Java, Ruby, Groovy, Python, C++, Perl, Smalltalk, who cares…

I had a conversation the other evening with our CEO (hi Roy) about Groovy and I made the heretical statement that I just don’t care about it. I spent the next couple of days thinking about why.
Now, before James Strachan and his codehaus minions come thundering down upon me I’d like to be able to explain myself.
I like the concept of Groovy, I like Perl, I’m not that keen on C++, I’ve never used Ruby or Python or Smalltalk, but I’ve investigated them. I use Java in my day to day development, and have done pretty much since Java came out and I defected from the C++ camp. So, I’m not really a language bigot, but I like how Java just doesn’t surprise me. It’s not perfect, but it solves 99% of my problems, and it does so fairly elegantly.
I used to care a lot about the language, and I used to think it was really important to be incredibly productive and know the language and all the new features as they became available. I still like to do this, but it’s for my own personal gratification.
Since joining a consultancy and working on customer sites, with all the vagaries of process, of maturity of development environments and of levels of politics I’ve rapidly decided that the environment is a first order determinant of how productive I can be, and not the programming language. Heck, the choice of using EJB or not generally doesn’t even rate as a factor when all the build is done via some busted-ass IDE running a JVM that was used by Noah to build the Ark, there isn’t source code control and there are meetings called on a daily basis to discuss the current status of the biscuit rations.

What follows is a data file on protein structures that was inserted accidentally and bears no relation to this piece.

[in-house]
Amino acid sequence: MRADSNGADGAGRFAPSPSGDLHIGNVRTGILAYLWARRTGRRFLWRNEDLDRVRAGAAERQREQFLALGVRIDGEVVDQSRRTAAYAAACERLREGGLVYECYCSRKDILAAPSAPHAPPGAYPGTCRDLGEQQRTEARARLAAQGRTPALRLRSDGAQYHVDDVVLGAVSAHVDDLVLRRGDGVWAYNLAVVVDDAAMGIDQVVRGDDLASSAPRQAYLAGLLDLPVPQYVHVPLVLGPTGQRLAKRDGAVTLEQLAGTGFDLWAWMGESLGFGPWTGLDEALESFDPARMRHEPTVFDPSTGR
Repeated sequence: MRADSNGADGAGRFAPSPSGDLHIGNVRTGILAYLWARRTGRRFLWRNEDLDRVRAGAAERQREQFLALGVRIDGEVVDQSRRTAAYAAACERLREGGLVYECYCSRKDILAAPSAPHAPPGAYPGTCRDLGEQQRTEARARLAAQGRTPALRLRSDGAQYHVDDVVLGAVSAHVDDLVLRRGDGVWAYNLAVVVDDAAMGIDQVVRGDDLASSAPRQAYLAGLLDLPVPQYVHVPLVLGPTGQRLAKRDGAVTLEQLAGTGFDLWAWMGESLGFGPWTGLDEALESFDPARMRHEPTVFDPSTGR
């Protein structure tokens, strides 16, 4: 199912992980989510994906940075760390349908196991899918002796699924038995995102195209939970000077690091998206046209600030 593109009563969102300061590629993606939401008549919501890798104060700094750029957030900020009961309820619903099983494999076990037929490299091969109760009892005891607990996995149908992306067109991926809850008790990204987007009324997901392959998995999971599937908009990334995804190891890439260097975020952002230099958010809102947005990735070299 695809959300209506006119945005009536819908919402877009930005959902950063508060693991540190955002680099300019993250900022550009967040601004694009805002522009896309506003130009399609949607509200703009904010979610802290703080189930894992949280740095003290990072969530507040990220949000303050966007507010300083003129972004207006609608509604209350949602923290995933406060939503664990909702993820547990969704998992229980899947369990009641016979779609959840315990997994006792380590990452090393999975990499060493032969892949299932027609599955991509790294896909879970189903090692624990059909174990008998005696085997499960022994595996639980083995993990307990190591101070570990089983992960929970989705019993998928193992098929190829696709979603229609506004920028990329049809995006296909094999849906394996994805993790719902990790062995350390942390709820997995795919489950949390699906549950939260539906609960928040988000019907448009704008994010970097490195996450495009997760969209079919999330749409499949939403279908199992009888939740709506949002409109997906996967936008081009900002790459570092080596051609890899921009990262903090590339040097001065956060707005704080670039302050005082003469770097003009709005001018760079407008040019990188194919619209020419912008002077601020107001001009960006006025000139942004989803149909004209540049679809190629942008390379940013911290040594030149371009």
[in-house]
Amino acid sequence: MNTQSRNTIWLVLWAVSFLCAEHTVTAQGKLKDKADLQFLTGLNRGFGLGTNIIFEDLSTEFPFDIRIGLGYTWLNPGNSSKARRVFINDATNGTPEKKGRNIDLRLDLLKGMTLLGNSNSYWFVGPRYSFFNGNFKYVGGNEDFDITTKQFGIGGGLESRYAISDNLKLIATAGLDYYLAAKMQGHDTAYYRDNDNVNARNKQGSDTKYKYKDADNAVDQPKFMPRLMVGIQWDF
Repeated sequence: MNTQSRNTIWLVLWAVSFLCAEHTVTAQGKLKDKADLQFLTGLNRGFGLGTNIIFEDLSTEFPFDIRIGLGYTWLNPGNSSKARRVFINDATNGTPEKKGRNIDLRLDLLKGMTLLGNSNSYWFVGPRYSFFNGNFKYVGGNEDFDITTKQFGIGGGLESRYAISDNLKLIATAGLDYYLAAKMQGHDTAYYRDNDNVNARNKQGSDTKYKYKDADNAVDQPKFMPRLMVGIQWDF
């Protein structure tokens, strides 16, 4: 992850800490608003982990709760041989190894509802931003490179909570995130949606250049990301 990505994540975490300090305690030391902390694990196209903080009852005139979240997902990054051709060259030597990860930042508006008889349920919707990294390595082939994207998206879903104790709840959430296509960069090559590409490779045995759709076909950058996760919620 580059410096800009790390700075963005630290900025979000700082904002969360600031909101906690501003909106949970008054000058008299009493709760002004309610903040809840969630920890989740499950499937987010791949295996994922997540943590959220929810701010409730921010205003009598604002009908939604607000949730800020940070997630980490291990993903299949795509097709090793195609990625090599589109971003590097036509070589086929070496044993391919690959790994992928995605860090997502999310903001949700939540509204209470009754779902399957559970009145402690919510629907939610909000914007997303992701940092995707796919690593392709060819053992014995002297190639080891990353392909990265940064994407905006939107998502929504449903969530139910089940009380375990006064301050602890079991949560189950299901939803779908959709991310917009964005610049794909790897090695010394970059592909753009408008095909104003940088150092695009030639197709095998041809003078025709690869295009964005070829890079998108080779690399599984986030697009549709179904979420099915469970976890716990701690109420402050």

At this stage, giving me a “better language” would be akin to giving me Lance Armstrong’s bike and expecting me to finish first in next years Le Tour. It ain’t gonna happen boys and girls. (Lance, if you’re reading, I’d like your bike 😉 )
If I ever get to the “perfect” development environment (heck, I’d happily have an environment that doesn’t add time to the project) then, and only then I’ll start to worry about which language is the “best”. Until then my best option is to use Lean Development techniques and focus on reducing the waste in the environment and giving me and my team more time to actually develop code, regardless of the language.

Advertisements

12 thoughts on “Java, Ruby, Groovy, Python, C++, Perl, Smalltalk, who cares…

  1. Exaccers! Care factor too low captain! I think it behooves us to keep abreast of these things but I aint no michael shumacher in need of a faster ferrari. I need smaller leaner smarter development teams working for clients that have a clue. Then maybe I’ll have the luxury of using a new fandangled language 🙂

  2. Simon, you don’t get it. The clients have a clue. They want Java code because it will be around in the next few years. Groovy probably won’t.
    Play with these toy languages on your own time, but when it comes down to business, Java is good enough to get the job done. Not perfect, but good enough.

  3. That’s so stupid that it’s not even wrong: Java, Ruby, Groovy, Python, C , Perl, Smalltalk, who cares…

    Jon Eaves: “… I’ve rapidly decided that the environment is a first order determinant of how productive I can be, and not the programming language.”
    I always thought that would be true, and now that I’m in an environment designed to make it eas…